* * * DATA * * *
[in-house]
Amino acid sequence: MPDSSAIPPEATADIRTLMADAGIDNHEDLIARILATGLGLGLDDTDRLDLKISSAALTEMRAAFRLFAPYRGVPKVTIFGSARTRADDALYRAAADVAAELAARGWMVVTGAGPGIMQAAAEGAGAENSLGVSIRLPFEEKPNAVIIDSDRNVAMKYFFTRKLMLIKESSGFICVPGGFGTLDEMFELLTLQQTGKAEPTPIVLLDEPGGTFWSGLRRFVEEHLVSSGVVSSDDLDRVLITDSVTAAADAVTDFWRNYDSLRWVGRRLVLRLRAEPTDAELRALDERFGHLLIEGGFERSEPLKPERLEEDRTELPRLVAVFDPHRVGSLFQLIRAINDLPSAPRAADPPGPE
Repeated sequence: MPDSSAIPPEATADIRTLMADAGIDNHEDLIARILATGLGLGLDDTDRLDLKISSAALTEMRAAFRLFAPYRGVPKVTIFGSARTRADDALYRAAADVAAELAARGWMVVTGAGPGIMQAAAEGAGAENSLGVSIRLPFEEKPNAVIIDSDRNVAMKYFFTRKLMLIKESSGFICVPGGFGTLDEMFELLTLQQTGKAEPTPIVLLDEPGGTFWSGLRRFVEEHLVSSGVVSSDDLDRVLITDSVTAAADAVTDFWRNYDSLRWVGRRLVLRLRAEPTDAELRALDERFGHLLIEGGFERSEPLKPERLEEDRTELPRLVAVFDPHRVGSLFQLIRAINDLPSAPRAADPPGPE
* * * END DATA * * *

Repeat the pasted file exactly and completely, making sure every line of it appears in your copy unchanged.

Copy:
[in-house]
Amino acid sequence: MPDSSAIPPEATADIRTLMADAGIDNHEDLIARILATGLGLGLDDTDRLDLKISSAALTEMRAAFRLFAPYRGVPKVTIFGSARTRADDALYRAAADVAAELAARGWMVVTGAGPGIMQAAAEGAGAENSLGVSIRLPFEEKPNAVIIDSDRNVAMKYFFTRKLMLIKESSGFICVPGGFGTLDEMFELLTLQQTGKAEPTPIVLLDEPGGTFWSGLRRFVEEHLVSSGVVSSDDLDRVLITDSVTAAADAVTDFWRNYDSLRWVGRRLVLRLRAEPTDAELRALDERFGHLLIEGGFERSEPLKPERLEEDRTELPRLVAVFDPHRVGSLFQLIRAINDLPSAPRAADPPGPE
Repeated sequence: MPDSSAIPPEATADIRTLMADAGIDNHEDLIARILATGLGLGLDDTDRLDLKISSAALTEMRAAFRLFAPYRGVPKVTIFGSARTRADDALYRAAADVAAELAARGWMVVTGAGPGIMQAAAEGAGAENSLGVSIRLPFEEKPNAVIIDSDRNVAMKYFFTRKLMLIKESSGFICVPGGFGTLDEMFELLTLQQTGKAEPTPIVLLDEPGGTFWSGLRRFVEEHLVSSGVVSSDDLDRVLITDSVTAAADAVTDFWRNYDSLRWVGRRLVLRLRAEPTDAELRALDERFGHLLIEGGFERSEPLKPERLEEDRTELPRLVAVFDPHRVGSLFQLIRAINDLPSAPRAADPPGPE